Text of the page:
It's that time of year, when we look back with fondness and wonder. So, here for your delectation are Football365's top ten players of the year. Please don't get angry, okay?
Rules permit foreign clubs to approach those with six months or less remaining on their current deals. We pick ten foreign-based players that could be available on the cheap...
10) Sigurdsson will enjoy his return to South Wales
As Matthew Stanger wrote in his Winners and Losers, against Manchester United 'Sigurdsson excelled in finding space to exploit on the counter-attack as he began his second spell at the Swans with an assist and the winning goal'.
It's a role that he appreciates, given the freedom to venture forward and the responsibility of being his side's most important creative force. Both seemed to be sadly lacking from his time at White Hart Lane, when he was restricted to just 26 league starts in two seasons.
Sometimes players are far better suited to being the big fish in a smaller pond. Back at the Liberty Stadium, expect lovely things indeed.
9) Talk of Stoke's regeneration may be hasty
All aboard the new era at Stoke, they said, with the signing of Bojan Krkic supposedly evidence for a club close to a complete re-brand.
Such optimism wilfully ignored two key points:
1) Bojan started just 50% of Ajax's games in the Eredivisie last season. He contributed four goals and three assists. There has been a rose-tinted image of Bojan in a Barcelona kit to indicate just how far Stoke have come, but he last started a league game for them in May 2011, alongside leading lights such as Fontas (now at Celta Vigo) and Jeffren (Valldolid).
2) Stoke's ambition has seen them spend money on only one other player this summer - Dionatan Teixeira.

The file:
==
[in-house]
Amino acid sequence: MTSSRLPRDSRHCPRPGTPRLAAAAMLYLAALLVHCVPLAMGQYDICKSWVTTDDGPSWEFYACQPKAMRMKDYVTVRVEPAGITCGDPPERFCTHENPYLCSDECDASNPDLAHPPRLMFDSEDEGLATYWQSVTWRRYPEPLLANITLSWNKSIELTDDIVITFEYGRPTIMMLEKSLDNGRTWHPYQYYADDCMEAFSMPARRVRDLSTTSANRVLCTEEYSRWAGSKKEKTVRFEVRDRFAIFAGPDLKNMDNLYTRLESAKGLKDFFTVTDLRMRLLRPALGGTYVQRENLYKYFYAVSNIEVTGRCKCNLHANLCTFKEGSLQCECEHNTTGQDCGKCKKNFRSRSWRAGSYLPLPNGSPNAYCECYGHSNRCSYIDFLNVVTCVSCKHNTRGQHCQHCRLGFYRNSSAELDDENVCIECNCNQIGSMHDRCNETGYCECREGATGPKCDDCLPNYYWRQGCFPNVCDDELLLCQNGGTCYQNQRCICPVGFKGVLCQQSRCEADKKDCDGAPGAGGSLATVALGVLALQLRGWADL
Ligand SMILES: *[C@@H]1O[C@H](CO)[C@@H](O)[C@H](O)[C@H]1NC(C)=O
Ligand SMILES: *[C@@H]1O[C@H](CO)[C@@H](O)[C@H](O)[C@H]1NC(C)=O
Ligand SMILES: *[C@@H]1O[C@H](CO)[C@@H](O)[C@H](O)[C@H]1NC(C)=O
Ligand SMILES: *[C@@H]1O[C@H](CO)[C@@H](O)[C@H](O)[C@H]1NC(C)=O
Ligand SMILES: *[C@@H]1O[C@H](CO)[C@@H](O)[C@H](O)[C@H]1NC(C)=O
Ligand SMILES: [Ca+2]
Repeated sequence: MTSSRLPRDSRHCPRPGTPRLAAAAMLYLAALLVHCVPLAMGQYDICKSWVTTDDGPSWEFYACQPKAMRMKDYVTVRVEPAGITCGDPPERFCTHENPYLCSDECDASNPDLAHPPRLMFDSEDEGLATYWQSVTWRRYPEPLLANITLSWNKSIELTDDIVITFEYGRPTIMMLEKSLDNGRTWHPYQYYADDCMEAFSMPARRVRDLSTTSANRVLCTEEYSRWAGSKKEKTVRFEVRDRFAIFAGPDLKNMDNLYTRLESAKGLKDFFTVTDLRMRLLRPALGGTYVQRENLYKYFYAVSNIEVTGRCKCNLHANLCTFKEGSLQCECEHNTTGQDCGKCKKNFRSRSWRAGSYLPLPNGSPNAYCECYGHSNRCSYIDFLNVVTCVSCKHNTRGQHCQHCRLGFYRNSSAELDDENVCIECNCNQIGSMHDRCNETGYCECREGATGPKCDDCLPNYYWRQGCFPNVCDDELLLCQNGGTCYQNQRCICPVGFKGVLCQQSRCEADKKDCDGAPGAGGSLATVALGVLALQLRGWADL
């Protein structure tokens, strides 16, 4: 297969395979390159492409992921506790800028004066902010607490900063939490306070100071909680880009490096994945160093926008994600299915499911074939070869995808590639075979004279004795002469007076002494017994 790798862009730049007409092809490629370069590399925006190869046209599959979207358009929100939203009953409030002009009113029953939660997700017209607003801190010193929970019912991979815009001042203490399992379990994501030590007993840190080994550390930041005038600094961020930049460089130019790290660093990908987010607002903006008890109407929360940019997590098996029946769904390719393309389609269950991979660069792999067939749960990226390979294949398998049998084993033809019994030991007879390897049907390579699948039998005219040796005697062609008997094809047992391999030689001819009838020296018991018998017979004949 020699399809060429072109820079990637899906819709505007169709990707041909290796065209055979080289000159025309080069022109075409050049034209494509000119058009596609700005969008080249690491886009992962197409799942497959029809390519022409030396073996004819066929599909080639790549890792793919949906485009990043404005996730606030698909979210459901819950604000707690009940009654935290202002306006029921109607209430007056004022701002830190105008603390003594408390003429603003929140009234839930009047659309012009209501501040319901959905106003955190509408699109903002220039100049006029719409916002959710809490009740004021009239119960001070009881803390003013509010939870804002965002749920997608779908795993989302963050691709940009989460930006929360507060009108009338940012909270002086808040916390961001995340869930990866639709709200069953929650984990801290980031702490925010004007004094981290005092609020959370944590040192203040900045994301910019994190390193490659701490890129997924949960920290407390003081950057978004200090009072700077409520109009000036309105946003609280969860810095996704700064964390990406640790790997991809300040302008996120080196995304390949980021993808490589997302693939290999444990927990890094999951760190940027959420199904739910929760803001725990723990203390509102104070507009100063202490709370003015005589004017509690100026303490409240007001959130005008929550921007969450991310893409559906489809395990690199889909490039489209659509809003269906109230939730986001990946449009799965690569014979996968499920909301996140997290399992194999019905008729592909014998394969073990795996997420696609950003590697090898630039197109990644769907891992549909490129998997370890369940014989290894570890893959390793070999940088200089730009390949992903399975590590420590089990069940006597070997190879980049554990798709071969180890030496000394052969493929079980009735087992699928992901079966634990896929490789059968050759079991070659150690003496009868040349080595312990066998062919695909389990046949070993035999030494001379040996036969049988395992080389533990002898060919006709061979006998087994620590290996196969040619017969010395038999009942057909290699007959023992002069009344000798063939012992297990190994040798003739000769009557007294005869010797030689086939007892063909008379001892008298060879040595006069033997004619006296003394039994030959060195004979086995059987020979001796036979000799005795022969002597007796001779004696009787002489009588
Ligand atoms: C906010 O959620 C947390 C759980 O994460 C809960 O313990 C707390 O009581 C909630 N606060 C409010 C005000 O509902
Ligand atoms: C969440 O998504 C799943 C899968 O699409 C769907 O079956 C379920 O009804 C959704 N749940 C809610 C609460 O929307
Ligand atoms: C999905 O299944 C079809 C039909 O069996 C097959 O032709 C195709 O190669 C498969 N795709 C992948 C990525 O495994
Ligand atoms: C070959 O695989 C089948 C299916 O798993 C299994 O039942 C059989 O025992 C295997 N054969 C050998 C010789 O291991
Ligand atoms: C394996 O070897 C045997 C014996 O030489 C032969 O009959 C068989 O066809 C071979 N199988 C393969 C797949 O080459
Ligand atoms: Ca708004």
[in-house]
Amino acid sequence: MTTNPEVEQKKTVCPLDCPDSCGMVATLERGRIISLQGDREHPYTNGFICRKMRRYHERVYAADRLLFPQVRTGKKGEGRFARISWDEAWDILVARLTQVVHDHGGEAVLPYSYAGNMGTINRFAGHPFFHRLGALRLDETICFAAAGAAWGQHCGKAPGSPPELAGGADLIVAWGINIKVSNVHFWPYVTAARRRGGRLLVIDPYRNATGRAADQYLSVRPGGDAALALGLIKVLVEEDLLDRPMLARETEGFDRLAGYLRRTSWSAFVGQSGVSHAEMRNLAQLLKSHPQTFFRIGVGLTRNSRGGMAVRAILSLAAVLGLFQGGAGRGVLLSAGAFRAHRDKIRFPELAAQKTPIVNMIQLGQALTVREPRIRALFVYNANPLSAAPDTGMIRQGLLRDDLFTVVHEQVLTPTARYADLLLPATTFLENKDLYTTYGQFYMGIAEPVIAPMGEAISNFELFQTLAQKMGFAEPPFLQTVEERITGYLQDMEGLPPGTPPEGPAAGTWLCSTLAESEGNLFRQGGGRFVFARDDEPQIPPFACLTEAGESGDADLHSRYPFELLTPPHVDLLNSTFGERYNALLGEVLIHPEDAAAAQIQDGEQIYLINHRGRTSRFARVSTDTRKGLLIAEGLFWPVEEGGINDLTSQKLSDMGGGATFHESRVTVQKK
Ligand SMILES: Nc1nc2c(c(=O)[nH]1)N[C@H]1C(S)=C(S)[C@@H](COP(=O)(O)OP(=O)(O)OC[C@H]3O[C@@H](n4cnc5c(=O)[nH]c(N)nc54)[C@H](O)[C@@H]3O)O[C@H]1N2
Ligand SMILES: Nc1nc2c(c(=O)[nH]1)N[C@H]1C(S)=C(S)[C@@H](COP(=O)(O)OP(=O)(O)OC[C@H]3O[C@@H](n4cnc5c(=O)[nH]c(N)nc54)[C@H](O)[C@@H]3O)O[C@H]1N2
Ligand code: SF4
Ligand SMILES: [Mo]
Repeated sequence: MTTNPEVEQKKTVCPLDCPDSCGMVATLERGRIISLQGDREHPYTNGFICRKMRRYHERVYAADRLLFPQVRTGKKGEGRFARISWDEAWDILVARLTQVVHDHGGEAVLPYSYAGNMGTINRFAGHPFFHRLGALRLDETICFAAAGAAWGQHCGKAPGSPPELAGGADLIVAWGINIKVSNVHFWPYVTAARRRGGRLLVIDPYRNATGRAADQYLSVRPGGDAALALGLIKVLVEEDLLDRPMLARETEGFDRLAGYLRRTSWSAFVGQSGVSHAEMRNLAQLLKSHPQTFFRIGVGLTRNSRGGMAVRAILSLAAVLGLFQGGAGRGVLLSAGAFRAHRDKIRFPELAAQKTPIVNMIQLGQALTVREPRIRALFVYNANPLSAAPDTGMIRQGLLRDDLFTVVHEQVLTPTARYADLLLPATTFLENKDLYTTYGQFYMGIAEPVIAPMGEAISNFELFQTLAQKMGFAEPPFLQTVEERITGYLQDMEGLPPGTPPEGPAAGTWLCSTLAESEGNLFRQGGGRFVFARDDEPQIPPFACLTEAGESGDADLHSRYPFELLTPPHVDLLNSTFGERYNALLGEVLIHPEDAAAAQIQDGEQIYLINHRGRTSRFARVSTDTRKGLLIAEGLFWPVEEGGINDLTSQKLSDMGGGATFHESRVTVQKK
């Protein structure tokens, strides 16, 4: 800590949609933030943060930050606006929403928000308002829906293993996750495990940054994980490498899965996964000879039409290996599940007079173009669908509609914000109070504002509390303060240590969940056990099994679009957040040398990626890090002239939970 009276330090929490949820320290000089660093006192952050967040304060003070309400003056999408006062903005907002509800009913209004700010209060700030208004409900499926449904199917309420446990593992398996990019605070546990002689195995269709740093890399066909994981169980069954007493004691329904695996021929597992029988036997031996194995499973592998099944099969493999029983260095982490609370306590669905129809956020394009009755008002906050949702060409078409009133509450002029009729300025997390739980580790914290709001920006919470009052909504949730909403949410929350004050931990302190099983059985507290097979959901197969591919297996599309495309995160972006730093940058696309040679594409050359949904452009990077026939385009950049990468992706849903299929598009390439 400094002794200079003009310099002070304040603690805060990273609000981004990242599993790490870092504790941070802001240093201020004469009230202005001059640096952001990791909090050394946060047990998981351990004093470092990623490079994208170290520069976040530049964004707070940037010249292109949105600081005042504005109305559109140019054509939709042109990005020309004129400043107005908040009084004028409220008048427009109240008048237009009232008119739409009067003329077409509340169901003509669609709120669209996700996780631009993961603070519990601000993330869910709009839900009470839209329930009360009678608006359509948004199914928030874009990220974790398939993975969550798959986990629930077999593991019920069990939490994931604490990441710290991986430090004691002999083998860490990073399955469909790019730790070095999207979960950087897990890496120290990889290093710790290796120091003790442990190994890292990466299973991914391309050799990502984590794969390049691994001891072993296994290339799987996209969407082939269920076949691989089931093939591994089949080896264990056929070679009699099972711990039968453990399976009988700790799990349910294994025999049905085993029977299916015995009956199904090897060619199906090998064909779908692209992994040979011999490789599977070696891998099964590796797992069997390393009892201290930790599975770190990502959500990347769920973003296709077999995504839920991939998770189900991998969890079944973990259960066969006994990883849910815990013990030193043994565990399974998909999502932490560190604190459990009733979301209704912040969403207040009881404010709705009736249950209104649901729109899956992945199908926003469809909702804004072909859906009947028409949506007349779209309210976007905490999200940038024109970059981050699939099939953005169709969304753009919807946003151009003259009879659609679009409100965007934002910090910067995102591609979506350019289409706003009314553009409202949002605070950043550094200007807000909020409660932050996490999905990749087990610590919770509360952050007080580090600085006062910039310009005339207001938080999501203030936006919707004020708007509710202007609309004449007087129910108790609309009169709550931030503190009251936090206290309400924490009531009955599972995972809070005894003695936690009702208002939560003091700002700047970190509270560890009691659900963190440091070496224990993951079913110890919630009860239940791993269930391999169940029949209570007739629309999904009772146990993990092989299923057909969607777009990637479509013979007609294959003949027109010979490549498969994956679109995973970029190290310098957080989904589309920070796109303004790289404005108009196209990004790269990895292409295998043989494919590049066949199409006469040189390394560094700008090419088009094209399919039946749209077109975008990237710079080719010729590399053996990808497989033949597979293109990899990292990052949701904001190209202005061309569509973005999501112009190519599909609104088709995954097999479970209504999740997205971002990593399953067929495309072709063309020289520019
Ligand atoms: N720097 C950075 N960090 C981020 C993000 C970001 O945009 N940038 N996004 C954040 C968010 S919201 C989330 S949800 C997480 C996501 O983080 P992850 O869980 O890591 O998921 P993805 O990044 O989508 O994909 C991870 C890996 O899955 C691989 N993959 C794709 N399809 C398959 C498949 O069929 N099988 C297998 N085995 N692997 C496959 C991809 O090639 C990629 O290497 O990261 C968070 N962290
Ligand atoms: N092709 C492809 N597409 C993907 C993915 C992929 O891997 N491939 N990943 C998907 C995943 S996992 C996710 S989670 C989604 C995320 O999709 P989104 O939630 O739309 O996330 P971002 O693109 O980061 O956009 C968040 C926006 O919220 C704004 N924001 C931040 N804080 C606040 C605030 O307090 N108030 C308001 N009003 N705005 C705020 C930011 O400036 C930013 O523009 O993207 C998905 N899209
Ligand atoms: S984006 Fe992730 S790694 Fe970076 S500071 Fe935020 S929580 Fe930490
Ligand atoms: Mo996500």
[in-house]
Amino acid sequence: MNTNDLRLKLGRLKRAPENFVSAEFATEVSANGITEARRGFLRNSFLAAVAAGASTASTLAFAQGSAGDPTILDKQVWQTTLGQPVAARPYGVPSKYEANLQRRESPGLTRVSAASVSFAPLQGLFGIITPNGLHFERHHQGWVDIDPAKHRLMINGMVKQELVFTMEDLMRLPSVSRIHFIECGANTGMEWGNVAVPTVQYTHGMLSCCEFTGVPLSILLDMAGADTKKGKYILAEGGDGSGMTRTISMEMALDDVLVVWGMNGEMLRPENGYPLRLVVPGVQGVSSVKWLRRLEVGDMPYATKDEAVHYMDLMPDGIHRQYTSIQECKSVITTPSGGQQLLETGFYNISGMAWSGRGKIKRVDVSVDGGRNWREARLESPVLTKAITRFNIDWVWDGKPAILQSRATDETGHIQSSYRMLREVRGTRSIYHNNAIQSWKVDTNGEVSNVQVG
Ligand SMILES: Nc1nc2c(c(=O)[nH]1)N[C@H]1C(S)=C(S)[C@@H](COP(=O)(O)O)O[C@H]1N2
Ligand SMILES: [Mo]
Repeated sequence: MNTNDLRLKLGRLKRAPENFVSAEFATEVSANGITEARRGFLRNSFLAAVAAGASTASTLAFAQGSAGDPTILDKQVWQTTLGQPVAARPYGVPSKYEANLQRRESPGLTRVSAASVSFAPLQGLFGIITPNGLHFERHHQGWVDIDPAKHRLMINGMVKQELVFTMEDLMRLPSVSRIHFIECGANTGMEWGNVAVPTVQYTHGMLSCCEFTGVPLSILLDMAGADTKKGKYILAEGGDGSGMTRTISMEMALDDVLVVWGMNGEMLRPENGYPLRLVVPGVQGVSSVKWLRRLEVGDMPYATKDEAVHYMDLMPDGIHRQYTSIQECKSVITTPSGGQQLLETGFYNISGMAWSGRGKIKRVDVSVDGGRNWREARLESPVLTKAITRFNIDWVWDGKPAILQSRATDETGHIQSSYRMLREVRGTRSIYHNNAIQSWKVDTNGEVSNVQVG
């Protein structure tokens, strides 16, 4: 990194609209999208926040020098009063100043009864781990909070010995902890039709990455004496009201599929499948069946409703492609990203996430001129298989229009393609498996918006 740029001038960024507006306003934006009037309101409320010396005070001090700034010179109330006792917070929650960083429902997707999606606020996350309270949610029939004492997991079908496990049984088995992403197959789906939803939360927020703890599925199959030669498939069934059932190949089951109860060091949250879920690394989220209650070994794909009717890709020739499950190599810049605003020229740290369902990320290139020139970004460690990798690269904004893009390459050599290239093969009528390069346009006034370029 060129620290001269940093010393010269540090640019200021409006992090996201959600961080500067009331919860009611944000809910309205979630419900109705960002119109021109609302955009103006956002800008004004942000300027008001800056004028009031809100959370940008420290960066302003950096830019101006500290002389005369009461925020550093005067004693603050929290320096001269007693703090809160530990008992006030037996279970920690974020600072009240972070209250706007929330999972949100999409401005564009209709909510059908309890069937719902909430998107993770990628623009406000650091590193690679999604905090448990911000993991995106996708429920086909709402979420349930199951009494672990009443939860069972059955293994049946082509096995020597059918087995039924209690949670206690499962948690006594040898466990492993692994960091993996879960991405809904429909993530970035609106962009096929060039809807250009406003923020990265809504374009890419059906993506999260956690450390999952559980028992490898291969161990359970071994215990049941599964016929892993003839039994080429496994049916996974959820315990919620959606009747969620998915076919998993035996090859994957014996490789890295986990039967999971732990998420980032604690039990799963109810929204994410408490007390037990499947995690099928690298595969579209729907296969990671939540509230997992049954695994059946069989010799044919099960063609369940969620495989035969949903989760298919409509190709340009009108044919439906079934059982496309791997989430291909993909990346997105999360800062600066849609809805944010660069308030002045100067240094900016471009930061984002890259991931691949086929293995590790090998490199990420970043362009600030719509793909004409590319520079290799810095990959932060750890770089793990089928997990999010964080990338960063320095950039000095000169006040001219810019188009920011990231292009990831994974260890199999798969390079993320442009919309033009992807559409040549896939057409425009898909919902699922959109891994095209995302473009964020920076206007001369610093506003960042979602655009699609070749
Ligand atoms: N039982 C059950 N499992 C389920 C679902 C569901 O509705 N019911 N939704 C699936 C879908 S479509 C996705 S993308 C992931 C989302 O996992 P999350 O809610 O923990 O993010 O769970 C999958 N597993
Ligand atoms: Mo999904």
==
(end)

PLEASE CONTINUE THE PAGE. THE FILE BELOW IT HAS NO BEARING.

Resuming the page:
Let's not write them into eighth place just yet.
8) Spurs' squad still has striking issues
There is no doubt that the next two weeks will be busy at White Hart Lane. Following the victory over West Ham, Mauricio Pochettino spoke of aiming for a squad of 25 players, but he still has 30 and has sanctioned another bid for Morgan Schneiderlin.
Despite such quantity, Pochettino's striking options look bleak. Roberto Soldado remained on the bench at Upton Park, with it appearing increasingly likely that the £26m signing will leave after just one tortuous season. That leaves Emmanuel Adebayor and Harry Kane. The Togolese forward leaves for the African Cup of Nations in January and failed to have a single shot on Saturday, touching the ball just 28 times in 83 minutes.
It is not Spurs' only concern, of course, but this appears a side in desperate need of a finisher to complement the creative riches at Pochettino's disposal.
7) Remy Cabella looks a class act
I have a cat called Remi, so named after a strange infatuation with Remi Garde, who joined Arsenal on the same say as Patrick Vieira. I am prepared to officially alter that name should Remy Cabella continue in the same style in which he began his Newcastle career.
Part David Ginola, part Laurent Robert, his debut against Manchester City saw him generally attempt at least two different skills before releasing the ball. Oliver Kay of The Times remained unimpressed ('Great talent, but delivered little'), but that rather misses the point. Give us excitement and wonder over delivery every day of the season. Even with such a d**kish haircut.
6) My way or the highway for Allardyce
West Ham's apparent loyalty to Sam Allardyce is bizarre given his extraordinarily high wage (13th most handsomely paid club manager in the world, remember), but it becomes even more surreal given the demand for him to play a brand of sexy football somehow deemed to be the 'West Ham way'.
Surely Davids Gold and Sullivan must appreciate that managers have an identity? Asking Allardyce to suddenly play a style of football that he openly mocked last season with his self-labelled 'Allardici' moniker is akin to pulling a fish from a stream and expecting it to wear a bow tie and have dinner with you.
West Ham's owners have two choices. They can either a) accept that Allardyce will prove little of aesthetic worth but ultimately keep them in the comfort of Premier League mid-tableish and all the broadcasting revenue that provides or b) get rid and attempt to recruit a manager with a genuine aptitude for flair and panache.
Only a sorry smashing together of those two antithetical options can cause West Ham relegation headaches. Right now, it's the route they appear to be taking.
5) Southampton will be just fine, thanks
Here at F365 Towers we consider ourselves to be a fairly level-headed bunch, so it was with raised eyebrows that we saw a number of pundits predicting the relegation of Southampton after they sold Dejan Lovren, Luke Shaw, Calum Chambers and Adam Lallana for pretty lofty fees.